What did Jacob Chestnut like on his pizza? Did John Gibson like rock 'n' roll music? We don't know the answers to these questions, nor should we. They're intimate life details. But we know almost nothing about our fallen heroes.
It was a splendid tribute to allow the two officers to lie in the Capitol Rotunda, an honor normally reserved for the most public American figures. The flags flew at half-staff and Congress canceled business for two days out of respect for the men killed by a gunman in the US Capitol. The president lauded them for "quiet courage and uncommon bravery." We bade farewell to these men with almost every honor our society can give. And yet, we still know little more than sketchy details about the men we've laid to rest with such profound respect.
Compare our knowledge of Mr. Gibson and Mr. Chestnut with our knowledge of Russell Weston Jr., the alleged shooter. We've learned more about him than we have about the officers we deem heroes but treat as unknowns. We've seen Mr. Weston's Montana home on television, seen his childhood photos, and heard from his parents, neighbors, and friends.
In the coming weeks we'll learn more and more about Weston. The media will explore every nuance of his life as Gibson and Chestnut fade into distant memory. The criminal-justice system will focus on the defendant and pay only moderate attention to the victims. Does this mean we care more about killers than cops?
As a child, I hung a wanted poster for Jesse James in my room. I played with a plastic John Dillinger. With childhood innocence, I considered them heroes. Even later, when I decided life was about catching the bad guys, I read books and watched documentaries about Al Capone, Pretty Boy Floyd, and Lucky Luciano.
A book about Chestnut and Gibson isn't likely to be written. We write books about cops, but mostly those who've gone bad. Joseph Wambaugh's police hero in "The Onion Field" falls pathetically into petty theft. Mark Putnam, an FBI agent in "Above Suspicion," kills his informant in a rage.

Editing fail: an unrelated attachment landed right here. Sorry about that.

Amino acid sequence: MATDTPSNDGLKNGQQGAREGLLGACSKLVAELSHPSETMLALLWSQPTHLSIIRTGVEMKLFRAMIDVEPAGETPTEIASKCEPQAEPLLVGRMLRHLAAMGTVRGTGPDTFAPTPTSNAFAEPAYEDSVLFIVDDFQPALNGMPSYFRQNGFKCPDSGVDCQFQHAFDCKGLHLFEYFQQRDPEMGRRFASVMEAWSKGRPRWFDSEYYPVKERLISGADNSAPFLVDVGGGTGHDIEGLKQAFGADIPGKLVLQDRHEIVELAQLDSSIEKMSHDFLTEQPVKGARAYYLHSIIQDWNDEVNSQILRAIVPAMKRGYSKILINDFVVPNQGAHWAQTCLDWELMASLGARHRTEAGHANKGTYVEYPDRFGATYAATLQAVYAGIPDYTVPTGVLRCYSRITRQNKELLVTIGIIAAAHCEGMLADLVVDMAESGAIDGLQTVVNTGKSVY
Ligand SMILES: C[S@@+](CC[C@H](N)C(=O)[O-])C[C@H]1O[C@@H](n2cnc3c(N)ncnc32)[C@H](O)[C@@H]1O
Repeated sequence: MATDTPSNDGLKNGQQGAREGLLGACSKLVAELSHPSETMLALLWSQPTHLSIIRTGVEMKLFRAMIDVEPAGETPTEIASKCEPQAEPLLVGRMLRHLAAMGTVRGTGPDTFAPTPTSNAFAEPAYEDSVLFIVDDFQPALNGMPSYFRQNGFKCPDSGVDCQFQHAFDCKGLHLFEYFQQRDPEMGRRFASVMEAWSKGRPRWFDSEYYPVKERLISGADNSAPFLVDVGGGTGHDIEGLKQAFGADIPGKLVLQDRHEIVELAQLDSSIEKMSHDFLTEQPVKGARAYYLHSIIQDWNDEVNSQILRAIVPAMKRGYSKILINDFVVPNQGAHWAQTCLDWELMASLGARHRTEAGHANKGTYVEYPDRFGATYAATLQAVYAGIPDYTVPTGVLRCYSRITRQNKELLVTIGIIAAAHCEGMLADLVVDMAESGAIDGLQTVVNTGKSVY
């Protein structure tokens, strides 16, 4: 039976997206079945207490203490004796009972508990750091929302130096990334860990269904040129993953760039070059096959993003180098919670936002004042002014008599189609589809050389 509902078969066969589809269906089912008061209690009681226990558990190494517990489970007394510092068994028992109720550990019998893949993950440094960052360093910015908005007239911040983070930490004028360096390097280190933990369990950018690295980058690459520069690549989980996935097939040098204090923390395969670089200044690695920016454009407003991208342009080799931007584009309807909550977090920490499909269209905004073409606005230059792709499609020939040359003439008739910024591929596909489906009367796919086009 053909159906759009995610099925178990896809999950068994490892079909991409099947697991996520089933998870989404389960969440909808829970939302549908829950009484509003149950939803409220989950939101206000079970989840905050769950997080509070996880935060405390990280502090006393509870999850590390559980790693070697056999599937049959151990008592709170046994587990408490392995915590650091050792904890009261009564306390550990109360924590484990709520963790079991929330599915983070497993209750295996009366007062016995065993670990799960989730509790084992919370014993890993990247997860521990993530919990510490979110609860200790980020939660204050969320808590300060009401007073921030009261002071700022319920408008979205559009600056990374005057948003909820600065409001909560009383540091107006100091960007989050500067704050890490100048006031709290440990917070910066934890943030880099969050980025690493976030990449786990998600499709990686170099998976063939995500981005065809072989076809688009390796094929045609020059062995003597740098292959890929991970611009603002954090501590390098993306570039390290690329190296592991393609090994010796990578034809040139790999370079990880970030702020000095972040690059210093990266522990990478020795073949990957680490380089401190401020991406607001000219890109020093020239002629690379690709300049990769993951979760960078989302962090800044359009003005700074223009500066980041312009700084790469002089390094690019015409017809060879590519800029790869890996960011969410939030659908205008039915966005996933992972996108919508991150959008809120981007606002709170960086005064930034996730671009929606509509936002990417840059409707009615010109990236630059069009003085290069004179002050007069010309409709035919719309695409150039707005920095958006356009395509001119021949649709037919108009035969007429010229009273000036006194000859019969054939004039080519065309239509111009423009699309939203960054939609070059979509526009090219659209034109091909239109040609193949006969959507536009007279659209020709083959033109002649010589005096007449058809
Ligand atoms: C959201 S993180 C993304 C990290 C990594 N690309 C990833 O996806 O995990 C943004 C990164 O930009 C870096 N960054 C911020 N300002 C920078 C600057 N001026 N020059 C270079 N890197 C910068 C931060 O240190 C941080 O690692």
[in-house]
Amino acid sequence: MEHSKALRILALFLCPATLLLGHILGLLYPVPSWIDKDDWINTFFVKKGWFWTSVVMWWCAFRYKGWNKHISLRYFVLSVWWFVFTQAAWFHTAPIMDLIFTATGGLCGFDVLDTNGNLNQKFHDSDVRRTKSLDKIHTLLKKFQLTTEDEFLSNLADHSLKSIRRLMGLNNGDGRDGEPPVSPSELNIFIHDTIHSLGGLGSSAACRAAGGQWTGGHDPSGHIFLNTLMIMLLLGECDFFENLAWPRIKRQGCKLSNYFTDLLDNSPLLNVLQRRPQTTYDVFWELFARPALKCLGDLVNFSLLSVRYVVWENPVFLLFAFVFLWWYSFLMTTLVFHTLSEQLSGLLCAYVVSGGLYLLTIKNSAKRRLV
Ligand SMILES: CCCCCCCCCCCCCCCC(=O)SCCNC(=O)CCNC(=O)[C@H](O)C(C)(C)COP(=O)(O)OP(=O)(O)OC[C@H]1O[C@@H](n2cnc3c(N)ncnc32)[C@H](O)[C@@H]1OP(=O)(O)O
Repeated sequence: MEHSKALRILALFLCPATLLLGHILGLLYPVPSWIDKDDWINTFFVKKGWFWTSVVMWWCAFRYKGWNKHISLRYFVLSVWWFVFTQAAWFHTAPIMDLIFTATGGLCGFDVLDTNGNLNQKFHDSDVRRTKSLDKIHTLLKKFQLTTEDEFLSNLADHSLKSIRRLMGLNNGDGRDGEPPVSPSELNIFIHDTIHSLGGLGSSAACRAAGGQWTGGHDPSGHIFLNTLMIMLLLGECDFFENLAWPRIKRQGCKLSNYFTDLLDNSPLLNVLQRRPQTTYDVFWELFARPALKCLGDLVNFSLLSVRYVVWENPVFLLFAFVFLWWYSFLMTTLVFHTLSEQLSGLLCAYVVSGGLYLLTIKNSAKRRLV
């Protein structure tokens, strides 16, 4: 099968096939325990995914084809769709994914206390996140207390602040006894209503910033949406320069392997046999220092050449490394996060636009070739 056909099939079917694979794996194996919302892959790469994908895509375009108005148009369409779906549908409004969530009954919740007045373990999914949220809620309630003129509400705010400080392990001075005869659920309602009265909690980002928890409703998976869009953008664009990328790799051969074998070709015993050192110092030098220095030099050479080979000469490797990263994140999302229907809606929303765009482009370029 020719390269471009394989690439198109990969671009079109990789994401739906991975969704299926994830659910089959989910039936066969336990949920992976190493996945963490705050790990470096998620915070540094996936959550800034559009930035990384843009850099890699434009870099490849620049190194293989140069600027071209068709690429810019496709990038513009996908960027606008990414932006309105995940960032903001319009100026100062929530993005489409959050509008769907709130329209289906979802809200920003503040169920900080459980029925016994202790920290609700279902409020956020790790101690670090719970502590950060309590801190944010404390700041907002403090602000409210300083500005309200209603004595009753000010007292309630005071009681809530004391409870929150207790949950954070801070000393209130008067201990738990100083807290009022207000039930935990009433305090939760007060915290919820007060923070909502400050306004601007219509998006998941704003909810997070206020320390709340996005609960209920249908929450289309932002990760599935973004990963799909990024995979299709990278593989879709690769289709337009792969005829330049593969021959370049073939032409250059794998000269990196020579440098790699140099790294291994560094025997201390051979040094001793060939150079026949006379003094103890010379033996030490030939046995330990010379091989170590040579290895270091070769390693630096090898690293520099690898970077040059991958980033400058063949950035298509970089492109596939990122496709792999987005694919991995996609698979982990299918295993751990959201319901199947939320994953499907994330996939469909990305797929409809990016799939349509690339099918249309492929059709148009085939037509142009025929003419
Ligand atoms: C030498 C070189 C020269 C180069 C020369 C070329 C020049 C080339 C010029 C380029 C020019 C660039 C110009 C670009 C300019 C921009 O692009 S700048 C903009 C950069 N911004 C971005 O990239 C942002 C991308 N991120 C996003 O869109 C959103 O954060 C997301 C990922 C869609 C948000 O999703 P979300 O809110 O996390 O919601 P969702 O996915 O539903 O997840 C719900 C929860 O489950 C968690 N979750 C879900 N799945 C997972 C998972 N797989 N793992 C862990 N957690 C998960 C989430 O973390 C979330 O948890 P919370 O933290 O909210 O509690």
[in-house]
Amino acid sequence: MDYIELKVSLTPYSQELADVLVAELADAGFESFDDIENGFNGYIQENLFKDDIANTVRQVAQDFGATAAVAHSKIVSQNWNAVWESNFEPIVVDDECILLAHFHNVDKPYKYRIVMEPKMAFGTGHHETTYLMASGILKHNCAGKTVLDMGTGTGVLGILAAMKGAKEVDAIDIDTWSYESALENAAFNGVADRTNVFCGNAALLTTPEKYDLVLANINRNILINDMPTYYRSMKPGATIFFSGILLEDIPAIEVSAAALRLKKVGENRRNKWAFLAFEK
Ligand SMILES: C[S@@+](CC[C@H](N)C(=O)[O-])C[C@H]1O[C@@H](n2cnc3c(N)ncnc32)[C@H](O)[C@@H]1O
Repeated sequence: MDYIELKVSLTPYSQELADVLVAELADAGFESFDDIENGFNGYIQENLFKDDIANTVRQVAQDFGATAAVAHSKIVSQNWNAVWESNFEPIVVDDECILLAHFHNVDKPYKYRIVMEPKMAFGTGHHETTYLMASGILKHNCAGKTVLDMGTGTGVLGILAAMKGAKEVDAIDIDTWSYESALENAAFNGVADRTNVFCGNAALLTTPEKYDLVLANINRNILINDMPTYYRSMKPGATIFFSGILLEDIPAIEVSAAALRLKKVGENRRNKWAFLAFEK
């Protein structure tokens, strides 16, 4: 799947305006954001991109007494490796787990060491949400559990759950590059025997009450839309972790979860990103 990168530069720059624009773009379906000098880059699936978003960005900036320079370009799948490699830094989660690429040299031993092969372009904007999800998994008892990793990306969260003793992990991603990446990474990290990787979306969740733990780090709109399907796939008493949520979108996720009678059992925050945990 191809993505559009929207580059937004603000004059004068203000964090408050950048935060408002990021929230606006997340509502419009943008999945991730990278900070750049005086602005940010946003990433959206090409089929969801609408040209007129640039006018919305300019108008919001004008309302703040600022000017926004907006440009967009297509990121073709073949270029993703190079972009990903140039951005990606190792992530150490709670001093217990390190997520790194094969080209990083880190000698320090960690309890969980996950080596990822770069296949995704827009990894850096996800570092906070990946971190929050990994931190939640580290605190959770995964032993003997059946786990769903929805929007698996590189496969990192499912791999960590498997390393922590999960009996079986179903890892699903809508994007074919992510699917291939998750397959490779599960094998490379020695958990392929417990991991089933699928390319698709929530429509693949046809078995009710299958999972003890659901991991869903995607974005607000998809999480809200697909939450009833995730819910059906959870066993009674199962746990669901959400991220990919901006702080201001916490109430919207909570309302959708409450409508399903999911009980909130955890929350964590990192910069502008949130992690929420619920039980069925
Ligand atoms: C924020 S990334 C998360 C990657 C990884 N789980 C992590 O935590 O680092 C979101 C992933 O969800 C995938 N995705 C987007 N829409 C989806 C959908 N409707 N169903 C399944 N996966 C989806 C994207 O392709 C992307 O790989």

We're attracted to the macabre because it's unusual. We lampoon the media for giving us just what we want - a look at the dark side. Yet, when we see it, we're repelled and complain. We beg to hear about heroes like Chestnut and Gibson but quickly get bored with their stories, because they're ordinary people.
This is the lesson Gibson and Chestnut have taught. Thousands of people passed by them daily, yet many never knew their names until they were shot. How many of us pass the janitor in our building where we work without even so much as learning his name or if he has a family? When we climb on the bus, do we call the driver by name? Somehow, in the hectic rush, we begin to think people are generic entities designed to serve us.
Gibson and Chestnut remind us that, behind every badge, there's a human being with a story. We should know something about the people we call heroes. We should wonder about Chestnut's pizza preference and Gibson's music.
* Matthew J. Miller is a federal law enforcement officer in Sioux Falls, S.D.